In the latest issue of Journal of Management Inquiry, Carl Keane from Queen’s University, Canada considers organisational secrets. Here’s the abstract:
Organizational scholars, and most social scientists for that matter, have rarely examined the use of the secret in controlling organizational behavior. On one hand, organizational secrets are necessary for the survival of the organization; on the other hand, organizational secrets are often used to hide unethical and illegal behavior. In this essay, the author examines the phenomenon of the secret as part of organizational life, from both a functional and dysfunctional perspective. Specifically, the author illustrates how from a functional point of view, secrets can legally protect organizational vulnerabilities, whereas from a dysfunctional point of view, secrets control organizational members and prevent the communication of knowledge to others. Both processes occur through the construction of social and cognitive boundaries as a form of social control.
From BBC News Online (10 Jan):
Workers do not like lying to colleagues face-to-face and prefer the anonymity of the phone or e-mail, a study says.
About a third of all work communication involves some kind of deception, the study of North West firms found.
Withholding or distorting information and changing the subject of e-mails to confuse colleagues are among the most frequent tricks.
The results of the University of Central Lancashire research were being presented in Bristol on Wednesday.
Haven’t found anything more detailed about the actual study yet, but it does sound a bit more scientific than the Friends Provident study on the same topic that I mentioned a couple of weeks back…
The most recent issue of the free online Journal of Credibility Assessment and Witness Psychology (vol. 7, No. 2, published June 2006) is a special issue, containing the Proceedings of the Workshop on the Use of Autonomic and Somatic Measures for Security Evaluations. The entire issue can be downloaded as a (very large!) PDF file, or you can access the papers (well, summaries of powerpoints, rather than papers) individually via the JCAWP page.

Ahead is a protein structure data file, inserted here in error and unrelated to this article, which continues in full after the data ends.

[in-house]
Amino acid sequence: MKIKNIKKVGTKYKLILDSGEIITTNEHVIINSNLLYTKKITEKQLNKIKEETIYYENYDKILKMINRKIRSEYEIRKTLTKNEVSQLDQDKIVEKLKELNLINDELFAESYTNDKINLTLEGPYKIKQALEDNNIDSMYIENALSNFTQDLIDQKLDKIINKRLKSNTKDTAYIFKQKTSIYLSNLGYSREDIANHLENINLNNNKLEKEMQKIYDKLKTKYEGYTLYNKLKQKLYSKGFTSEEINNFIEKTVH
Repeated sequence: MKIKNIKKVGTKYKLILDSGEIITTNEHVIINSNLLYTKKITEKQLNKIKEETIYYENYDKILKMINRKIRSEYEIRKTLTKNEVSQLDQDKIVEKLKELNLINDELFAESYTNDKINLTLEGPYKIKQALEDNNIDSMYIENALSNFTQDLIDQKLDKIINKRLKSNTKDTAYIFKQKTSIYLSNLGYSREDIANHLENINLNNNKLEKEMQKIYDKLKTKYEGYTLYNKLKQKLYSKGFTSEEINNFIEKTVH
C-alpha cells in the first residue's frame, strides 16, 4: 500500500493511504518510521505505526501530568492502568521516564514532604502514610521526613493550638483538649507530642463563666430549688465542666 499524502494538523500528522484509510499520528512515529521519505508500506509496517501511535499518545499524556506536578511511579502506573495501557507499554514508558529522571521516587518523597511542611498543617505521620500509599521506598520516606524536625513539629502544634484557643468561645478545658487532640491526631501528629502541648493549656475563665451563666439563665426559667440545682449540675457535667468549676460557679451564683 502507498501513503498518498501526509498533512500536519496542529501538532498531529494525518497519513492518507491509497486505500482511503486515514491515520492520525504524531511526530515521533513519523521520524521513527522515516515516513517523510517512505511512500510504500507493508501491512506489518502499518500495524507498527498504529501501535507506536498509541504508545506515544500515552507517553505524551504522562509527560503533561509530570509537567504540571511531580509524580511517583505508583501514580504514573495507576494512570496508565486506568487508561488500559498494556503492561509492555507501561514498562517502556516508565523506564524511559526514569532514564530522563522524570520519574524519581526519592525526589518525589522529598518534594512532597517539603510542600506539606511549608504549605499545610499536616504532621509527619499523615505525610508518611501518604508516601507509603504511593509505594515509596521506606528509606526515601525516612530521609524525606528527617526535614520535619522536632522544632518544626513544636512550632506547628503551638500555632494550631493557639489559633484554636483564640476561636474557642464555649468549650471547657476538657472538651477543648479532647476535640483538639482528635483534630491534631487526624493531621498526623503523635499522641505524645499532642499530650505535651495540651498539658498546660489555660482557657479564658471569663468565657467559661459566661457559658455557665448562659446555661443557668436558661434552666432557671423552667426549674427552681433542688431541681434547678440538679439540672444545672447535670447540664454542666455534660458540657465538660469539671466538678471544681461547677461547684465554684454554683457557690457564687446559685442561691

- Polygraph Screening, Donald J. Krapohl
- Issues In The Study Of Polygraph Screening Techniques, Michael Bradley
- Using the Polygraph in Employment and National Security David C. Raskin & Charles R. Honts
- Emerging Technologies in Credibility Assessment, Andrew H. Ryan, Jr.
- Toward a Neurocognitive Basis of Deception, Ray Johnson, Jr.
- The Polygraph: One Machine, Two World Views, Stephen W. Porges
- The Use of Voice in Security Evaluations, Harry Hollien & James Harnsberger
- Voice Stress, James Meyerhoff
- Evaluating Voice-Based Measures for Detecting Deception, Mitchell S. Sommers
- Emerging Methods and Detecting Stress and Thermal Imaging, Dean Pollina
- Body Odors as Biomarkers for Stress, Pamela Dalton
- Radar Technology For Acquiring Biological Signals, Gene Greneker
- The Physiology of Threat: Remote Assessment Using Laser Doppler Vibrometry John W. Rohrbaugh, Erik J. Sirevaag, John A. Stern, & Andrew H. Ryan, Jr.
- The Gaze Control System and Detection of Deception, John A. Stern
- Eye Movement-Based Assessment of Concealed Knowledge, Frank M. Marchak
- Multimethod Assessment of Deception on Personnel Tests: Reading, Writing, and Response Time Measures, Andrea K Webb, Sean D. Kristjansson, Dahvyn Osher, Anne E. Cook, John C. Kircher, Douglas J. Hacker, & Dan J. Woltz
An article from Maurice E. Schweitzer and his colleagues at the University of Pennsylvania in the latest issue of Organizational Behavior and Human Decision Processes deals with restoring trust in the workplace:
Trust is critical for organizations, effective management, and efficient negotiations, yet trust violations are common. Prior work has often assumed trust to be fragile—easily broken and difficult to repair. We investigate this proposition in a laboratory study and find that trust harmed by untrustworthy behavior can be effectively restored when individuals observe a consistent series of trustworthy actions. Trust harmed by the same untrustworthy actions and deception, however, never fully recovers—even when deceived participants receive a promise, an apology, and observe a consistent series of trustworthy actions. We also find that a promise to change behavior can significantly speed the trust recovery process, but prior deception harms the effectiveness of a promise in accelerating trust recovery. Copyright © 2006 Elsevier Inc